As a volunteer at a visual rehabilitation center in Boston,
Elaine knows that people with limited vision don't have to lead limited lives.
Her life certainly hasn't been limited, despite the fact that she has
severe loss of vision in both eyes -- one from a retinal detachment, and the
other from macular degeneration.
Visual rehabilitation services and low-vision aids don't have
the high-tech flash of laser eye surgery, and they can't offer hope of a cure
for what ails a failing eye, but "they can do a great deal -- they did for
me, and they do for many people. A lot of them are elderly, as I am, and it
makes such a difference in their lives to realize that there's something else
to do besides just sit," she says.
Some people are thrust into the role of caregiver abruptly. After a loved one has a sudden illness, he or she may obviously need a lot of help.
But often, caregiving is a gradual process with few clear dividing lines. How do you know when you've really become a caregiver? When is it time to start taking more control over a relative's life -- and to start taking control away? And how will your new responsibilities caring for someone else affect the rest of your life?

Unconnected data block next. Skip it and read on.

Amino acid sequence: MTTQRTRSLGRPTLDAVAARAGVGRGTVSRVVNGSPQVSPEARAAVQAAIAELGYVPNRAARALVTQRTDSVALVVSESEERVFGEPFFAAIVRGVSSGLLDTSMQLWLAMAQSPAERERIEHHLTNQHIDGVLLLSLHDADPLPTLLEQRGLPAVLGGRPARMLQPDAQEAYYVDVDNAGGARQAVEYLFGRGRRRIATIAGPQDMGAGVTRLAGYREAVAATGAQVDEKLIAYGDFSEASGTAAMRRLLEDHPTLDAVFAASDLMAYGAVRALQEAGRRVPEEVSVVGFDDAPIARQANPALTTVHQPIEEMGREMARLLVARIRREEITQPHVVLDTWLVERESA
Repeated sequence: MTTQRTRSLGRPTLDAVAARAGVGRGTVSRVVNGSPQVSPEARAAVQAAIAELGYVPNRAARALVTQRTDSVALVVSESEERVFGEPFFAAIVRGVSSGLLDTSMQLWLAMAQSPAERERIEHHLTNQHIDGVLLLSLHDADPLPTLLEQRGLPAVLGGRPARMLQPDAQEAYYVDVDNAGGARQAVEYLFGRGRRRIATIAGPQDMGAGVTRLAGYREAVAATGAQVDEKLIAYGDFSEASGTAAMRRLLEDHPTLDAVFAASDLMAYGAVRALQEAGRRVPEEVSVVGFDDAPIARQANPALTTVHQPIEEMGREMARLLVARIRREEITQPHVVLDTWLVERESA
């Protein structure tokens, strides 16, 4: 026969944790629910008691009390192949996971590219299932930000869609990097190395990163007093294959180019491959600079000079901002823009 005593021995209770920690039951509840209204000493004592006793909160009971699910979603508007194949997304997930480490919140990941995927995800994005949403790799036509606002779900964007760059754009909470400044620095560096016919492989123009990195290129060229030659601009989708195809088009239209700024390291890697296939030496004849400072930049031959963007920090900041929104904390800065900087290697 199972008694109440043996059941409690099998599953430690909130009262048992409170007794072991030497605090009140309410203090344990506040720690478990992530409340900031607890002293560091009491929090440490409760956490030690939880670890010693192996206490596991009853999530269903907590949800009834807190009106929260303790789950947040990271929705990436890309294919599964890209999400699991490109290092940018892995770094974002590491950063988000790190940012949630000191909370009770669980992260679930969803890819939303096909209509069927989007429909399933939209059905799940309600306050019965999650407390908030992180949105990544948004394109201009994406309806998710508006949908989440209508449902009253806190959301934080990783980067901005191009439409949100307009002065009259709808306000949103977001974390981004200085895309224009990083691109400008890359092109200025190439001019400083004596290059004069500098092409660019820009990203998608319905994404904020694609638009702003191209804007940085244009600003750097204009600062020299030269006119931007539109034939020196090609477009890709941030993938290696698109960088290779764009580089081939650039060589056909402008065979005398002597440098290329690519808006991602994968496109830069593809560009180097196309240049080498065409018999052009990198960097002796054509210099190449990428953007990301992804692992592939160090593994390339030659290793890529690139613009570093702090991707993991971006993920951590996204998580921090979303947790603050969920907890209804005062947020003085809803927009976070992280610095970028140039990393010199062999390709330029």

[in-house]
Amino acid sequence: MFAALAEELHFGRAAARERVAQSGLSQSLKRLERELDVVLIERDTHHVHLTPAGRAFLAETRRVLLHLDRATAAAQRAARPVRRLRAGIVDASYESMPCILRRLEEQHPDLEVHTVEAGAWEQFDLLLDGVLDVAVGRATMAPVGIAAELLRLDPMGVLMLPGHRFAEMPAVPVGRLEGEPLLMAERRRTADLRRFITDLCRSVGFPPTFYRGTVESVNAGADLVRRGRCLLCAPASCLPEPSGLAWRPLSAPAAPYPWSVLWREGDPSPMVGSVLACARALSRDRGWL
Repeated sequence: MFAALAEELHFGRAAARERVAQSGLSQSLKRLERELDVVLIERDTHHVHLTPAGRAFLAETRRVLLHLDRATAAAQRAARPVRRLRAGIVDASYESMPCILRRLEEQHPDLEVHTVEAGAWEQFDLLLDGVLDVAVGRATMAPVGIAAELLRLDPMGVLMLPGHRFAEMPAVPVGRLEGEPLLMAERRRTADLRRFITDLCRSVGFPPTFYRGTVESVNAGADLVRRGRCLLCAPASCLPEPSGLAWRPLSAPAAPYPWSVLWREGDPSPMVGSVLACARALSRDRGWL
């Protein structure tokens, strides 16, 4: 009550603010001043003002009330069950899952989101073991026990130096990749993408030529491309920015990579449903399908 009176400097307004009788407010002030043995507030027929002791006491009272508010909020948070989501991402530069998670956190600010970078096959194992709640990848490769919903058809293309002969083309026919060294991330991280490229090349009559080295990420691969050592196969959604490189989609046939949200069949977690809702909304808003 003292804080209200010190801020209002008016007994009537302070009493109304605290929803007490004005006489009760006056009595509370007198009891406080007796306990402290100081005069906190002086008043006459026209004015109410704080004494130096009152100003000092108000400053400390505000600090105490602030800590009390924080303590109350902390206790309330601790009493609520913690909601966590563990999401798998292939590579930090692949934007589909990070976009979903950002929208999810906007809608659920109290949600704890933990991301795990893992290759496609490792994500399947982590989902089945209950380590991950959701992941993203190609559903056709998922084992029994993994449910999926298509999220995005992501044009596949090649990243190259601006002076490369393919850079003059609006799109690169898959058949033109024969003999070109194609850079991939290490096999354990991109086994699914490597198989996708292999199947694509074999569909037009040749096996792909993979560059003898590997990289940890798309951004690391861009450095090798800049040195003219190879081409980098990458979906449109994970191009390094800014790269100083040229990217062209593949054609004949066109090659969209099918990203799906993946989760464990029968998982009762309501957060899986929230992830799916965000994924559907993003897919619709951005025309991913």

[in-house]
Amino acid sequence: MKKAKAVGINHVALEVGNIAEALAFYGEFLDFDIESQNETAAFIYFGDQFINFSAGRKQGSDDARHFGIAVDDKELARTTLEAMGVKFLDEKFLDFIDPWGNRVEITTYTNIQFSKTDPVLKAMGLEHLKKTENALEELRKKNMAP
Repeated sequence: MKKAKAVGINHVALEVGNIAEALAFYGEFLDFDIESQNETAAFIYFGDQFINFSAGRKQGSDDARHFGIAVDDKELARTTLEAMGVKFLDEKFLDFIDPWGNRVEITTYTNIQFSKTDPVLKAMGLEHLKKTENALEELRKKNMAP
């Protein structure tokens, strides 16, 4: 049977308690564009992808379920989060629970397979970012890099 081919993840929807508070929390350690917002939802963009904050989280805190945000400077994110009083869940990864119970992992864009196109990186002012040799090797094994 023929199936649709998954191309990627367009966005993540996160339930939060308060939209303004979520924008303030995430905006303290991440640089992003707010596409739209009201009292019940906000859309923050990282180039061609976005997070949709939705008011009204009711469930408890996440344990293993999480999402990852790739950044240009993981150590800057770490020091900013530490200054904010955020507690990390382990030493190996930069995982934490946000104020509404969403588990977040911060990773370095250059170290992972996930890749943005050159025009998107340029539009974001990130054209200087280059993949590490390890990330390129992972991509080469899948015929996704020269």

The National Eye Institute defines low vision as "a visual
impairment, not correctable by standard glasses, contact lenses, medicine, or
surgery, that interferes with activities of daily life."
Common causes of low vision include diabetic retinopathy, a
common eye disease in people with advanced diabetes; glaucoma, where an
increase in eye pressure causes damage to the nerves of the eye; and
age-related macular degeneration, where the retina, the layer in the back of
the eye that processes light, begins to deteriorate. According to the NEI,
about 14 million Americans have low vision affecting their ability to cook,
read, drive, and socialize. People at higher risk for loss of vision include
blacks and Hispanics age 45 and older, and members of other ethnic groups over
Learning to Cope
Severe visual loss, whether sudden or gradual, can be
devastating for many people, because it implies helplessness and a loss of
"I refer many patients to therapists because of their need
to cope more effectively with what they have and with trying to plan for the
future," says Andrea Heinlein, MSW, a social worker at Boston's
Massachusetts Eye and Ear Institute who helps patients with low vision find
special services and resources that can help them function to their